Definition:Biconditional/Semantics of Biconditional

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The concept of the biconditional has been defined such that $p \iff q$ means:

If $p$ is true then $q$ is true, and if $q$ is true then $p$ is true.

$p \iff q$ can be considered as a shorthand to replace the use of the longer and more unwieldy expression involving two conditionals and a conjunction.

If we refer to ways of expressing the conditional, we see that:

  • $q \implies p$ can be interpreted as $p$ is true if $q$ is true, and
  • $p \implies q$ can be interpreted as $p$ is true only if $q$ is true.

Thus we arrive at the usual way of reading $p \iff q$ which is: $p$ is true if and only if $q$ is true.

This can also be said as:

  • The truth value of $p$ is equivalent to the truth value of $q$.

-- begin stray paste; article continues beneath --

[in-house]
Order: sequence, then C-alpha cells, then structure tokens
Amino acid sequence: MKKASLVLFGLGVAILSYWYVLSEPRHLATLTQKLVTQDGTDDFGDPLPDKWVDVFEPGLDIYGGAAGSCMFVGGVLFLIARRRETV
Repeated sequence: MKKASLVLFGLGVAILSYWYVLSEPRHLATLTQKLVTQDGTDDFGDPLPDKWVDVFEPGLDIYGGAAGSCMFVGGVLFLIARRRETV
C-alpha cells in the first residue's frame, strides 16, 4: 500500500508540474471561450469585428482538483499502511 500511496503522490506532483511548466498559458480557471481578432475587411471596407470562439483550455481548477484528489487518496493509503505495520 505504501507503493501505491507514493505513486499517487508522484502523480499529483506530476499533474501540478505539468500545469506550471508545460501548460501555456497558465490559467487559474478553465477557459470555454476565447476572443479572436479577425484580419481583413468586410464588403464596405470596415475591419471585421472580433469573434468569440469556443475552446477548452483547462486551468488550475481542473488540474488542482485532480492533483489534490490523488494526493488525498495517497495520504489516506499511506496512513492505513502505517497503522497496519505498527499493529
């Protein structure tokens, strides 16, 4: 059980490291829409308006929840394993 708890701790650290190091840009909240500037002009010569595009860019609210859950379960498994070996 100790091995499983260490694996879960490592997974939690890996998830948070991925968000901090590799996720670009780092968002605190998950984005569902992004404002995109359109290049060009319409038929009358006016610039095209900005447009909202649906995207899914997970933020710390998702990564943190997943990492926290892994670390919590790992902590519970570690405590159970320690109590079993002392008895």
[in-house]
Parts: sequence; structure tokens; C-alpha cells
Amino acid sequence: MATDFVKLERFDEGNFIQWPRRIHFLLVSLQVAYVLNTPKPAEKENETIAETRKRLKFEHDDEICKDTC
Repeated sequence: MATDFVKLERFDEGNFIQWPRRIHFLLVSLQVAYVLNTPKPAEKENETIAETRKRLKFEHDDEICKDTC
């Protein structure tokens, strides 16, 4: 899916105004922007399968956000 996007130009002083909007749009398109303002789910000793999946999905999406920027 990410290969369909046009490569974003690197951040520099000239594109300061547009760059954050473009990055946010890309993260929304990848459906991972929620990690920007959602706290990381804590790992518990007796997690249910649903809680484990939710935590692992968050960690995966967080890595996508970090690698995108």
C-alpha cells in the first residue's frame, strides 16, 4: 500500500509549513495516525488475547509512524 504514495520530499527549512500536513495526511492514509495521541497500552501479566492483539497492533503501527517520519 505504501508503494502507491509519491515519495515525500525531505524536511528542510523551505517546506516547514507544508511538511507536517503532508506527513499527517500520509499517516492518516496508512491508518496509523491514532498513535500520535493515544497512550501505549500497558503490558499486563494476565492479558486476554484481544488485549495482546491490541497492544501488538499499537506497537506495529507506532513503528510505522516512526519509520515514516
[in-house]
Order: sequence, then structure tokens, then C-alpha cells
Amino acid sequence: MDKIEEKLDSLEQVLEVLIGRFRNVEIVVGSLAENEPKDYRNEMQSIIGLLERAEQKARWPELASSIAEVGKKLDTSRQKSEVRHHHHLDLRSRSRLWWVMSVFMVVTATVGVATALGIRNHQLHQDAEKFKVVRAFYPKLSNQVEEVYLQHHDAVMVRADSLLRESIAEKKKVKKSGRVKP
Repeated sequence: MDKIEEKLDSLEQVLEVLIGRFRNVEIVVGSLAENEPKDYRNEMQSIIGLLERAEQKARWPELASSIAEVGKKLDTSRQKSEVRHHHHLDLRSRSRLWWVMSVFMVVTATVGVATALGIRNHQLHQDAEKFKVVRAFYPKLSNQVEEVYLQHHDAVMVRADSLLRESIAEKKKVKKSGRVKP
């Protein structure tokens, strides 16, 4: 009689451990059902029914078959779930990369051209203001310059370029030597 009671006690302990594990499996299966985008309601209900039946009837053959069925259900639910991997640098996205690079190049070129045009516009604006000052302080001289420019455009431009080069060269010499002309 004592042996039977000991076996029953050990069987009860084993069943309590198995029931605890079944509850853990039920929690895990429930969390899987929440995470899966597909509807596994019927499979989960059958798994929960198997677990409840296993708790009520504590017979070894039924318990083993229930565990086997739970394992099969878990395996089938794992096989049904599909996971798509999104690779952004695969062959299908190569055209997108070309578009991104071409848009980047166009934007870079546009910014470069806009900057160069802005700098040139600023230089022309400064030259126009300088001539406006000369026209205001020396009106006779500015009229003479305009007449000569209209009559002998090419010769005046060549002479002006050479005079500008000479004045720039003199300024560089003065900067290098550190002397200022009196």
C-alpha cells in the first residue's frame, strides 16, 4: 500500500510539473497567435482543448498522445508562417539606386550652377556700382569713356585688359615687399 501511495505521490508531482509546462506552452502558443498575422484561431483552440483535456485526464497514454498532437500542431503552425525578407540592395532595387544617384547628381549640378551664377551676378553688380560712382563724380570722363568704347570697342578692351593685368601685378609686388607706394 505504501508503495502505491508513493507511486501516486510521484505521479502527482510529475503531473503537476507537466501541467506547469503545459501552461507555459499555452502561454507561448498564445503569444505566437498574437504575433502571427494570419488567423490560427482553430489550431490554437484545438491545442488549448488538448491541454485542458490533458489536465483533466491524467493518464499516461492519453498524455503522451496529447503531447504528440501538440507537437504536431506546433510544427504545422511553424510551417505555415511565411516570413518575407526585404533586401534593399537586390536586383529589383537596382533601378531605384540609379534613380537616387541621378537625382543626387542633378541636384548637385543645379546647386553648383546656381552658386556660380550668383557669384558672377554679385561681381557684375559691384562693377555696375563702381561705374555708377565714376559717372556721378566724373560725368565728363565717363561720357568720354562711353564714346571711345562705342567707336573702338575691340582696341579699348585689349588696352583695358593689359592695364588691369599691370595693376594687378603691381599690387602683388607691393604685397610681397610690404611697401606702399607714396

• $p$ is equivalent to $q$.
  • $p$ and $q$ are equivalent.
  • $p$ and $q$ are coimplicant.
  • $p$ and $q$ are logically equivalent.
  • $p$ and $q$ are materially equivalent.
  • $p$ is true exactly when $q$ is true.
  • $p$ is true iff $q$ is true. This is another convenient and useful (if informal) shorthand which is catching on in the mathematical community.

Necessary and Sufficient


$p \iff q$

where $\iff$ denotes the biconditional operator.

Then it can be said that $p$ is necessary and sufficient for $q$.

This is a consequence of the definitions of necessary and sufficient conditions.